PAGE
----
Pleistocene to present (Fig. 3). With respect to the "characteristic" diversity of and their biodiversity, this zone has disproportionate global species assemblages. This would facilitate descrip- significance. For example, of the approximate tions of what is special about each , as well as 22,000 fish species, about half are restricted to the enable better comparisons among inter alia. • . . it would seem 8% of Planet Earth that is coastal zone, whereas more appropriate to -40% are freshwater and only -10% oceanic (Nel- Watersheds, Seasheds, , and Niche son, 1984), i.e., occurring beyond the continental Subglobally, a biogeographic hierarchy is facil- concentrate on what slope. Other noteworthy coastal-zone species are itated by conceiving the coastal zone as an may be termed the right, bowhead, and gray whales, many polar sea between land and sea, but one that is distinguished birds, seals, walruses, and a host of invertebrates. by strong spatial and temporal gradients, both "characteristic" diversi- Another way to address global biogeographic along and across this zone (Ray and Hayden, , besides biogeographic provinces, is 1992) and within the water column (Holligan and ty of ecoregions and through gradients in . Whether de Boois, 1993). This zone is uniquely where land, their species assem- there is a latitudinal gradient in species richness is sea, and atmosphere intensely meet. Complex in- a of debate (Angel, 1991; Clarke, 1992; teractions produce a hierarchy of mosaics of habi- blages. This would Rohde, 1992; Rex et al., 1993). At the very least, tats, as represented by watersheds, and facilitate descriptions such gradients are heavily dependent; that is, lagoons, , and coastal , within marine mammals, such as seals, are most diverse which the smallest biogeographic scale is that of of what is special in polar regions, whereas fishes are most diverse the species "niche." Thus both physical and bio- about each region, as in the (Ray, 1988). Some taxa have specific logical approaches are necessary to distinguish hi- requirements favoring low temperatures--e.g., erarchical, biogeographic relationships. well as enable better many pinnipeds, cetaceans, and fishes--so that A physical approach is represented by Ray and comparisons among clearly defined gradients in species richness are Hayden (1992), who formulated a simple clas- difficult to evaluate. Comparative biogeographic sification for within-province, coastal-zone struc- regions inter alia. studies at different latitudes are needed to clarify ture for defining "coastal units in which the con- whether biotic patterns result from historical, evo- nections among mass, , and biota across the lutionary, behavioral, or physiological factors, or, coastal zone are stronger than along the , es- in all probability, from combinations among them. pecially those that are associated with fluvial inter- From both points of view, it would seem more actions" (Fig. 4A). These units allow the identi- appropriate to concentrate on what may be termed fication of several fundamental types of watershed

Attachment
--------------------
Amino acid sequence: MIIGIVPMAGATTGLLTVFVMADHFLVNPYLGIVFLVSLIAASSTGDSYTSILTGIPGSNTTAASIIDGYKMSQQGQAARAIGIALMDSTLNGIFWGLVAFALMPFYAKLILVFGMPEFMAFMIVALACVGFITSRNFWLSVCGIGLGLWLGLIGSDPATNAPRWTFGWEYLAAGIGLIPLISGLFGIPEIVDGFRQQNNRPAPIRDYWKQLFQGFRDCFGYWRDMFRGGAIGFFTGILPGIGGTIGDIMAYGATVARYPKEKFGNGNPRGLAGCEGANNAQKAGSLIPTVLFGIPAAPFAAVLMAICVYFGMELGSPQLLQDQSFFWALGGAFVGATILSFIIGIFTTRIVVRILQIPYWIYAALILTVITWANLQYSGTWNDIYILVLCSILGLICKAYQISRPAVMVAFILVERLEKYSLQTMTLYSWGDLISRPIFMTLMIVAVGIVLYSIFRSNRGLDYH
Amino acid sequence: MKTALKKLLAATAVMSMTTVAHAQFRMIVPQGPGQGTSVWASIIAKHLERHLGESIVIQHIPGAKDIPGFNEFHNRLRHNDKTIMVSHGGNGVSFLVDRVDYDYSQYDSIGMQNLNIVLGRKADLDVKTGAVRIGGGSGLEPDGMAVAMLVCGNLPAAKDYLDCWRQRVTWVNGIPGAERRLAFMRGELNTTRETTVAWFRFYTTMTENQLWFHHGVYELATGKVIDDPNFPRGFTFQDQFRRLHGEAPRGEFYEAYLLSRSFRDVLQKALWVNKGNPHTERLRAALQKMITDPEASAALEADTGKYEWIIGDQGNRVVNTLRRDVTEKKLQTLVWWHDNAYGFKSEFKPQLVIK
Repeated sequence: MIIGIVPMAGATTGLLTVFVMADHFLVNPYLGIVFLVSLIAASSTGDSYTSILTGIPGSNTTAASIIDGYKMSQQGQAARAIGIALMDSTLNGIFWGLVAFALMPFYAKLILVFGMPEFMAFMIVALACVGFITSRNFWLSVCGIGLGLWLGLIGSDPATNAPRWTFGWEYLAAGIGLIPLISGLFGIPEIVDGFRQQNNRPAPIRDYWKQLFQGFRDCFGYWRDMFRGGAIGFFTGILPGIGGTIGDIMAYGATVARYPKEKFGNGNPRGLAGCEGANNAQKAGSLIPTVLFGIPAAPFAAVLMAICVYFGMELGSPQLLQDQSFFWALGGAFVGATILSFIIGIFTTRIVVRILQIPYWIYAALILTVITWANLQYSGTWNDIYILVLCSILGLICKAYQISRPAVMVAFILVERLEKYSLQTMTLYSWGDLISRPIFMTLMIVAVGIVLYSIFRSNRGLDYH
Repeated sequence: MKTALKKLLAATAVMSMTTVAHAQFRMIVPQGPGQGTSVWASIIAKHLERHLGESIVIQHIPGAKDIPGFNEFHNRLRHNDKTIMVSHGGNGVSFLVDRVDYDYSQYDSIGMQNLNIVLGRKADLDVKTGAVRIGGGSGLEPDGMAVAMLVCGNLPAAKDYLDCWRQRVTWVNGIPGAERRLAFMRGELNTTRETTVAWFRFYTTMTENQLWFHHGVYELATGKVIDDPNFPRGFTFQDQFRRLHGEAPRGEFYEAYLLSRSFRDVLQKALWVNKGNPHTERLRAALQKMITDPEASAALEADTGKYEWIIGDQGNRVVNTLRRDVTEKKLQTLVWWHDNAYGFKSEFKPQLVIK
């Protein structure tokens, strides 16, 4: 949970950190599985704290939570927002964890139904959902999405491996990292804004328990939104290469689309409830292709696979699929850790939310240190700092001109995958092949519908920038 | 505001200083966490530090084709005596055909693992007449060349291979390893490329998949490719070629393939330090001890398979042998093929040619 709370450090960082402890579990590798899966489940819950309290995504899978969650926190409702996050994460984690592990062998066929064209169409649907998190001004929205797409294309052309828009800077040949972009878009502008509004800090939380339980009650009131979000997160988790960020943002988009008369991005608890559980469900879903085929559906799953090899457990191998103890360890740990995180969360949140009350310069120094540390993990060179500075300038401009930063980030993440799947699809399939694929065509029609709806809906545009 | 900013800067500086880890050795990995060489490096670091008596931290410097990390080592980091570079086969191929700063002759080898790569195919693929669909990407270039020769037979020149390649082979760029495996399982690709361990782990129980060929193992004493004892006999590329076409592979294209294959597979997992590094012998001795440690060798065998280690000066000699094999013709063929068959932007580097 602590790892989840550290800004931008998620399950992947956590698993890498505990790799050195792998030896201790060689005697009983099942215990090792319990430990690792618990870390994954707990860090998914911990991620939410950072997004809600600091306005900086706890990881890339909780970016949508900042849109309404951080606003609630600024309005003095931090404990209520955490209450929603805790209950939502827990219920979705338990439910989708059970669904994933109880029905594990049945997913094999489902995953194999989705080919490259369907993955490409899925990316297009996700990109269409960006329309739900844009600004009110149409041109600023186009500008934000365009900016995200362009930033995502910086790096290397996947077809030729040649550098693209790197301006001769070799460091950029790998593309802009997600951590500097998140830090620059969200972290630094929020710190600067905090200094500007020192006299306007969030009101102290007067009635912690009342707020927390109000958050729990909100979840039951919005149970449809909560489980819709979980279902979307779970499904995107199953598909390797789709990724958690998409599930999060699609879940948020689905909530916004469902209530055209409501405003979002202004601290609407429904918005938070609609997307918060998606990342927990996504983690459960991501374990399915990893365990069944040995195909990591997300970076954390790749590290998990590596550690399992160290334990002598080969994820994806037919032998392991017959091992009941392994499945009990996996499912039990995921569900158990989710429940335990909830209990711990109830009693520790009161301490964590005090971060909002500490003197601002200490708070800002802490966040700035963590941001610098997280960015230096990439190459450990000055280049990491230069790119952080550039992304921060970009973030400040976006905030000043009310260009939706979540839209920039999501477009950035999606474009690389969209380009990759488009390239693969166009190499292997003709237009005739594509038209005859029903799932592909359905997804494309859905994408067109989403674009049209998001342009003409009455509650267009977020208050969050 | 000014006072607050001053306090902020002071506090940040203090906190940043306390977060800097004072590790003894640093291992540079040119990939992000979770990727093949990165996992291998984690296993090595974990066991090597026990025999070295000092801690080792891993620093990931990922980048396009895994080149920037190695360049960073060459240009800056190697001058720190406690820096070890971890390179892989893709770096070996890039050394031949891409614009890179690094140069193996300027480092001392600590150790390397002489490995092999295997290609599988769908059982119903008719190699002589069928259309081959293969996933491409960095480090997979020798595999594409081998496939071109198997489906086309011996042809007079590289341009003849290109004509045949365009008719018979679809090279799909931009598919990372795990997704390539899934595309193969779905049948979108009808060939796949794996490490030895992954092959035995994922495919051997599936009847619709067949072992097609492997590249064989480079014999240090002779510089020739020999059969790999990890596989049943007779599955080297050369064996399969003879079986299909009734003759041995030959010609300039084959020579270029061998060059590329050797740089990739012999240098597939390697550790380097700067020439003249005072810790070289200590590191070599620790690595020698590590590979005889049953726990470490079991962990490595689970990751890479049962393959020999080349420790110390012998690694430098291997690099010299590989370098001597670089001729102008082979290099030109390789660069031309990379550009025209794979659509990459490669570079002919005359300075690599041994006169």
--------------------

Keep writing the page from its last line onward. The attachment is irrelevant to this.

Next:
OCEANOGRAPHY'VoI.9, No. 1"1996 5 1 The smallest-scale levels of the biogeographic hierarchy are species-specific and niche. With respect to the former, such habitat types as rocky , , lagoon, various types of ben- thos, etc., appear about equally represented - wide; that is, there appears to be no gradient in coastal-marine habitat diversity from the tropics to the high latitudes. In fact, habitat diversity may in- crease in the polar regions due to the complicating effects of seasons and sea ice. The inference is that ecological complexity and habitat variety are not readily related to and/or resiliency. Pattern and Process--a Dynamic View Little can be said about conservation and man- agement until and unless ecosystem dynamics are incorporated into ecological descriptions. For ex- ample, Steele (1991) has defined functional diver- sity as "the variety of different responses to envi- ronmental change, especially the diverse and scales with which react to each other and to the environment." This approach Fig. 2: A coastal-zone classification for eastern is concordant with the major theme of the North and . Letters indicate phys- IUBS/SCOPE/UNESCO Diversitas program, ical regions: (A) Subpolar; (B) Eastern temper- ate; (C) Eastern Subtropical; and (D) Tropical. Numbers are for biogeographic regions after Briggs (1974); (9) Acadian; (8) Virginian; (7) Carolinian; (6) Louisianian; (5) , and (4) West Indian. Note that the physical and bio- geographic regions reasonably approximate one another. See original text for full explanation. From Hayden et al. (1984).